I detect a note of sarcasm in your question as to whether I can deduce, by scientific means, the winner of the imminent presidential election. The answer is, absolutely, yes, I can. It is determined by the following computational method.
Firstly we ‘feed’ our algorithm with the requisite factors. These factors could be, for example, some, any, all, and more, or not, of the following : ( in no particular order )
The level of disgruntlement of the population with the incumbent.
The possibilities ( or not ) for electoral fraud – ( a.k.a. vote rigging )
The fiscal solidity of the participants family background ( three retrospective generations should suffice )
The liquid sums available for PR related activities ( a.k.a. propaganda )
Etc etc etc
Each of the factors is then ‘weighted’ according to its current importance. ( In the past, we used to employ a ‘sigmoid ’ weighting curve, but now have moved over to a more sophisticated technique ; co-incidentally, and perhaps somewhat amusingly, called the ‘competing governors ’ method. )
The factors, and their relevant weightings, are then auto-crosslinked using a multiple-route positive and negative feedback network – a technique which we have called algorithmic rhizotaxis.
The programme is then left to run.
You may be interested to learn that the process does not require a gargantuan computer system – in fact, an ordinary desktop machine will complete the task in under two hours. This extraordinary efficiency is achieved by elegant software design rather than the more usual ‘brute force’ iterative approach.
The result, which I can guarantee with almost 100% accuracy, is that the winner will be . . .
The one from the ‘quasi-aristocratic’ family background who went to Yale and is a member of the Skull and Bones club.
If I am wrong ( which I won’t be ) I pledge that I will auction-off my entire collection of peruvian Aguaruna nicotine syringes – and donate the proceedings to a charity of your choice.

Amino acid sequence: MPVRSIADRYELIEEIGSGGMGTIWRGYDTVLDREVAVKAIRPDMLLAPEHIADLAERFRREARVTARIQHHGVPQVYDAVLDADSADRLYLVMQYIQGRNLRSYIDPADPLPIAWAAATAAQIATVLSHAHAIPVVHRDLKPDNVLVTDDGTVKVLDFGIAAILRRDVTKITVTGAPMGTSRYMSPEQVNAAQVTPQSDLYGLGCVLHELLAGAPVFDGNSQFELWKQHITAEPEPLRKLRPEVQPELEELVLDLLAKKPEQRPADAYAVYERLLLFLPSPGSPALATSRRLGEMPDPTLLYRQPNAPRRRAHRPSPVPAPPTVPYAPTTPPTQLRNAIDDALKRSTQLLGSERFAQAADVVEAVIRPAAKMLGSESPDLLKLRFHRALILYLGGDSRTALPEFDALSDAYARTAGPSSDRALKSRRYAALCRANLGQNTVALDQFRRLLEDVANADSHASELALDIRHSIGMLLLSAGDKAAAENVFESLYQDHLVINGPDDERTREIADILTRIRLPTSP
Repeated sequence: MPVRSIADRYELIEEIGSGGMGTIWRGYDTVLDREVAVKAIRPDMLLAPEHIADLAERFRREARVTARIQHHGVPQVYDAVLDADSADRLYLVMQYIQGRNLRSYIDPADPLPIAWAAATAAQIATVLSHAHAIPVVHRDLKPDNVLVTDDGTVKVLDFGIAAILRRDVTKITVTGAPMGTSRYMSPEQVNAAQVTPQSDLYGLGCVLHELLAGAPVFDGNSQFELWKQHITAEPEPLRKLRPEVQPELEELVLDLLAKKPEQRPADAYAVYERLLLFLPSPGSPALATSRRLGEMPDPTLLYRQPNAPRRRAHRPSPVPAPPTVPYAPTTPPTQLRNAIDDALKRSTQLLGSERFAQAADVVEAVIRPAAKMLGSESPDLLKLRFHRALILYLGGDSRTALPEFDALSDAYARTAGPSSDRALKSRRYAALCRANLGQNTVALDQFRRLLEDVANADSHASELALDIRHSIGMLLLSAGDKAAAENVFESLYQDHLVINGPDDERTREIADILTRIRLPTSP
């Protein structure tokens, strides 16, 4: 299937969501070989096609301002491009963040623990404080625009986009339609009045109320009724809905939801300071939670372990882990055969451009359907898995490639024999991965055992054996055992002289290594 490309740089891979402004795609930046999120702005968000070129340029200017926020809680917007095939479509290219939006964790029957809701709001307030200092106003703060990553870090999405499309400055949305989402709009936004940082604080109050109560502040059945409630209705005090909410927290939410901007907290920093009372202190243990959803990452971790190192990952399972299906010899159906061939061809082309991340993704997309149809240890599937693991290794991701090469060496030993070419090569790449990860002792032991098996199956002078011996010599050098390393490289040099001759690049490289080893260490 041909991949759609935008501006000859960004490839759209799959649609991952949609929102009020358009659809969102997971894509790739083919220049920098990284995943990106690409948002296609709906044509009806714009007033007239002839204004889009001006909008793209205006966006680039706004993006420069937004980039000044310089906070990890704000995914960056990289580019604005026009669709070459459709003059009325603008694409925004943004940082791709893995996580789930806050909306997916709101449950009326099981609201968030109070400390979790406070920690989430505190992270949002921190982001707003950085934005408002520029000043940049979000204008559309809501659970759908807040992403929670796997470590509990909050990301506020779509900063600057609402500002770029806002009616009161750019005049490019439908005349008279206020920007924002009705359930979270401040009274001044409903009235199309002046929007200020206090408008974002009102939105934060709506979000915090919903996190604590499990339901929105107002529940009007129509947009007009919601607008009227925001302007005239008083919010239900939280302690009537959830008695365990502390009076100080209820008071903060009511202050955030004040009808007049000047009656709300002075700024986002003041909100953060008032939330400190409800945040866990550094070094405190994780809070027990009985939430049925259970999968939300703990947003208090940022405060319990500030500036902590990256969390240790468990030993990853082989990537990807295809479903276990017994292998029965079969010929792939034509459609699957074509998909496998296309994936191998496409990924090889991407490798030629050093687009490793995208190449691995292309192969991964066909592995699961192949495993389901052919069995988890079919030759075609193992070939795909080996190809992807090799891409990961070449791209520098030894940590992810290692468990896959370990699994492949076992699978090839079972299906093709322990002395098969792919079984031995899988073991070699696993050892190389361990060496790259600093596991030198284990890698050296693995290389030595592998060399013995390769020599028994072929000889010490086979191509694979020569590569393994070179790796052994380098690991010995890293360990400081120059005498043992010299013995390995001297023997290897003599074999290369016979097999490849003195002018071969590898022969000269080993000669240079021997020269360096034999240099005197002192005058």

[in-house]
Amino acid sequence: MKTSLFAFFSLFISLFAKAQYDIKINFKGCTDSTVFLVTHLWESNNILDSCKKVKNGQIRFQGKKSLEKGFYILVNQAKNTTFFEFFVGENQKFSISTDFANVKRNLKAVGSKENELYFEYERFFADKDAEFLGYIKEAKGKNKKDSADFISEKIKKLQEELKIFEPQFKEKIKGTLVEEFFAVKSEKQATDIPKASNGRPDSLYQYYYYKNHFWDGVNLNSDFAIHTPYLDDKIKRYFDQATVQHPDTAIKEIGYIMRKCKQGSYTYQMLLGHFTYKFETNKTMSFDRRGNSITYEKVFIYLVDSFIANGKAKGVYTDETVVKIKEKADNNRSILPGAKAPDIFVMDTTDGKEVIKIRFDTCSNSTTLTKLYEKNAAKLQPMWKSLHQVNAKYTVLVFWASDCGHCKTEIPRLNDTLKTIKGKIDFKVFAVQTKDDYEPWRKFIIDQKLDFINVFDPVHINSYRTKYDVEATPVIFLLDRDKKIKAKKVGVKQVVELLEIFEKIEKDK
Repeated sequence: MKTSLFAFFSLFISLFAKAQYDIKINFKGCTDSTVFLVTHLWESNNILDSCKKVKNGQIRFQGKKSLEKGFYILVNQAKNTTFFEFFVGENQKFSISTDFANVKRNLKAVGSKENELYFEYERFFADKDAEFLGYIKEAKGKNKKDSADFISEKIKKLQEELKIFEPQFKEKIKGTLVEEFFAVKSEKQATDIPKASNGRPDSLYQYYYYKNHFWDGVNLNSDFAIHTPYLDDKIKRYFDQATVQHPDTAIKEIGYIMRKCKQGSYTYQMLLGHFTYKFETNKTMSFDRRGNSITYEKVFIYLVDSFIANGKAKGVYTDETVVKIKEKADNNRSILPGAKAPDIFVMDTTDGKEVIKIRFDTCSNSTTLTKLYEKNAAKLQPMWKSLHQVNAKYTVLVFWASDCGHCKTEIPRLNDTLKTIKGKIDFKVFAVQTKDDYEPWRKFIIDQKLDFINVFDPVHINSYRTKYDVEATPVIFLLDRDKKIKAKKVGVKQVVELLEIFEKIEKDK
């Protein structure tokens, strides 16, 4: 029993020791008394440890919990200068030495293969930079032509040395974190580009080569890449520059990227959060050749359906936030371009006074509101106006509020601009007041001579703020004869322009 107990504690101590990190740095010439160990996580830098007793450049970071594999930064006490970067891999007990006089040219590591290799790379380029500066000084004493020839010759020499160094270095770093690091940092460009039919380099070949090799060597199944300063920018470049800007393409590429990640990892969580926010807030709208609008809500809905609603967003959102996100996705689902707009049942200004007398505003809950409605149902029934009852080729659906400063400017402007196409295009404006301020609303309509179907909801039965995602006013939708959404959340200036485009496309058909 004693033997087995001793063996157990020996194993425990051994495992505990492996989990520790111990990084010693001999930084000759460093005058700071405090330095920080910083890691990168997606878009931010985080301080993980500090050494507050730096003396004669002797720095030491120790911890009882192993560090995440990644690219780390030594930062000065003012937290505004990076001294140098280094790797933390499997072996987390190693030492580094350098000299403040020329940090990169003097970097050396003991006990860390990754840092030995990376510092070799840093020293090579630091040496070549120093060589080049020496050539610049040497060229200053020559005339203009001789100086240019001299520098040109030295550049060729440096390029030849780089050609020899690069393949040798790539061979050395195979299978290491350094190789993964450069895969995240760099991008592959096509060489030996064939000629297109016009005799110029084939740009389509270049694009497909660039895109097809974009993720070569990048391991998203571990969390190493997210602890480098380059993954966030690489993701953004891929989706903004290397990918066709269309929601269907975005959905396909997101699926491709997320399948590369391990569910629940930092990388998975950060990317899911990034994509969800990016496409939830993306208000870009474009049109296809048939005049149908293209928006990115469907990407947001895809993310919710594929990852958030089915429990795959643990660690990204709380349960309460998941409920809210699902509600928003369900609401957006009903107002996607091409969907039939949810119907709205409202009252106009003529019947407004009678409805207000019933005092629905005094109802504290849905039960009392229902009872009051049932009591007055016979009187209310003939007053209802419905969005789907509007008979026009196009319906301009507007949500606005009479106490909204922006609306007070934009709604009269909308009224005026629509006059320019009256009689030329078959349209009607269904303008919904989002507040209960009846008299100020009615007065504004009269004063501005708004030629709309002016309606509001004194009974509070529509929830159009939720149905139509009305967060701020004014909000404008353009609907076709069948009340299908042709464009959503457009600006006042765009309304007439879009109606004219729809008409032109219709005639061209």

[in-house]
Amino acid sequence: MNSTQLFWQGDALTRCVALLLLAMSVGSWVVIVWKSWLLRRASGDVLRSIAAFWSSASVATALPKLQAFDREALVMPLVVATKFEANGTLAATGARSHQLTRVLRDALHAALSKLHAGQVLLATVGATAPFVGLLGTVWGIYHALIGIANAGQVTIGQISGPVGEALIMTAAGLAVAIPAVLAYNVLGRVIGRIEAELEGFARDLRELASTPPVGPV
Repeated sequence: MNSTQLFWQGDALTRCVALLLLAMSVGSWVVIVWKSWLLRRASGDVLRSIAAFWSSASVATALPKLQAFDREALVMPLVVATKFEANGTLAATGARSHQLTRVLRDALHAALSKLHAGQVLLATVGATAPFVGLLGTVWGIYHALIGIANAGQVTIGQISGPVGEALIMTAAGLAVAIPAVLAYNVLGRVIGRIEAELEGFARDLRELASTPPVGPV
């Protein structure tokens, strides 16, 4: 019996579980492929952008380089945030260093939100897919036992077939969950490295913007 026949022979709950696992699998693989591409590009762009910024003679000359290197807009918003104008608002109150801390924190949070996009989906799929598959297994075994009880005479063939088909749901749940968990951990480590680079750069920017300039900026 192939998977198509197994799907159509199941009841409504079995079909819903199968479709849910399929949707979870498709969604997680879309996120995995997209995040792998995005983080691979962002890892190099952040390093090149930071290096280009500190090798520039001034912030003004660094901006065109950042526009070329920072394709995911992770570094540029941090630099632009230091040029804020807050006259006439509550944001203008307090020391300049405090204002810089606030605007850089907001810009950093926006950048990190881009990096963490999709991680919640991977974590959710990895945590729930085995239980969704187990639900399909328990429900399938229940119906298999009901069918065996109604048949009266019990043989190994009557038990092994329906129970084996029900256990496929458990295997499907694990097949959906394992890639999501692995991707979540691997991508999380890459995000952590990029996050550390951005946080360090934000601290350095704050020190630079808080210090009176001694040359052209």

Update: Aaron’s tech-assisted hunch proved to be entirely correct, and therefore he won’t be auctioning his precious collection. Ed.
You enquired ; “So howcome ships for example cruise and tankers ships are made of iron howcome they can float ? ”.
The answer is perfectly straightforward. Forget all that buffoonery about ‘displacement’ and ‘density’ first put about by those narrow minded ancient Greeks. Iron ships float because they are full of air. If you were unfortunate enough to be accommodated in an iron ship filled with water – you would, I fear, soon be enjoying a fish supper with Amphitrite ( another ancient ███████ Greek ).
So that’s ‘ howcome ‘.
A few years ago, I was promenading with some friends at a riverside venue in central London. It so happened, that at one point on our sojourn, we passed by a very large stainless-steel sculpture – no doubt commissioned by the local council in a vain attempt to shake off their somewhat philistinic image. I ventured to enquire, of my colleague’s seven year old daughter, what she thought of the artwork. Her reply – without a moment’s hesitation – was “ It’s a waste of spoons ”. . .
And your self-made computer programme which you kindly sent to me is a “Waste of bytes”. 2.85 million of them in fact. While I find it admirable that you have managed to teach yourself C++ ( whatever that is ), I cannot – even by stretching my capacious imagination to its very limits – conceive of any reason why anyone would wish to catalogue their musical CD collection by filesize instead of by artist, title, or genre.